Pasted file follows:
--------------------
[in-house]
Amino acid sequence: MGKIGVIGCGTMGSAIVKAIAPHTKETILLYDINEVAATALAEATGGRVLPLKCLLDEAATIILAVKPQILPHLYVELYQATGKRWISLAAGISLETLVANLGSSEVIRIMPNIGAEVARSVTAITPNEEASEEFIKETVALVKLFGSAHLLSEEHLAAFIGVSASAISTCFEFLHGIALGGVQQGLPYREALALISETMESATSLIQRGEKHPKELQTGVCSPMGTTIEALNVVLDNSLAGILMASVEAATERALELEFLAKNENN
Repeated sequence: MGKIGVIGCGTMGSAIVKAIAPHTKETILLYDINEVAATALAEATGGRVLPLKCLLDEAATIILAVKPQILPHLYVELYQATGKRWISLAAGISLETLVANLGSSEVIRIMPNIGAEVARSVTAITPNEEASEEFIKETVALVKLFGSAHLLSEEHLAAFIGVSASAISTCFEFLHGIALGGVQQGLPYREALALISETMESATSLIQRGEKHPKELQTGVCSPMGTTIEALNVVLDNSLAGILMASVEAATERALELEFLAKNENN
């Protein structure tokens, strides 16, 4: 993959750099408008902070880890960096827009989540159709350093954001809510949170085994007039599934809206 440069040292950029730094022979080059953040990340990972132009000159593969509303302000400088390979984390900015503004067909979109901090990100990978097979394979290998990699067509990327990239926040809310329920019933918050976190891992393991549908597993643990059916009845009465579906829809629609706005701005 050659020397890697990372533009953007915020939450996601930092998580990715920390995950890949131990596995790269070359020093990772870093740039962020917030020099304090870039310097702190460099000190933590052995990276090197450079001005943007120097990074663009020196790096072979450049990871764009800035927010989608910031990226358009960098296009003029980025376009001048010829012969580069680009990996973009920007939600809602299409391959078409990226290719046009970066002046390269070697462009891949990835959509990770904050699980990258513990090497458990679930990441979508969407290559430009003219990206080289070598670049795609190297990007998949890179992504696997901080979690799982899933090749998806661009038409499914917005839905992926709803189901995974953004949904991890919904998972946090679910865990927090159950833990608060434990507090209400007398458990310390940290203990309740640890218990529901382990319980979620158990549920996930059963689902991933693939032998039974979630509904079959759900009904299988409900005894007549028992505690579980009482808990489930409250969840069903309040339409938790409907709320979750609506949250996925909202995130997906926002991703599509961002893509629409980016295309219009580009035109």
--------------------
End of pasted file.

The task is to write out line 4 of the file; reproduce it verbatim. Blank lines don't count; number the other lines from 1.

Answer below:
């Protein structure tokens, strides 16, 4: 993959750099408008902070880890960096827009989540159709350093954001809510949170085994007039599934809206 440069040292950029730094022979080059953040990340990972132009000159593969509303302000400088390979984390900015503004067909979109901090990100990978097979394979290998990699067509990327990239926040809310329920019933918050976190891992393991549908597993643990059916009845009465579906829809629609706005701005 050659020397890697990372533009953007915020939450996601930092998580990715920390995950890949131990596995790269070359020093990772870093740039962020917030020099304090870039310097702190460099000190933590052995990276090197450079001005943007120097990074663009020196790096072979450049990871764009800035927010989608910031990226358009960098296009003029980025376009001048010829012969580069680009990996973009920007939600809602299409391959078409990226290719046009970066002046390269070697462009891949990835959509990770904050699980990258513990090497458990679930990441979508969407290559430009003219990206080289070598670049795609190297990007998949890179992504696997901080979690799982899933090749998806661009038409499914917005839905992926709803189901995974953004949904991890919904998972946090679910865990927090159950833990608060434990507090209400007398458990310390940290203990309740640890218990529901382990319980979620158990549920996930059963689902991933693939032998039974979630509904079959759900009904299988409900005894007549028992505690579980009482808990489930409250969840069903309040339409938790409907709320979750609506949250996925909202995130997906926002991703599509961002893509629409980016295309219009580009035109």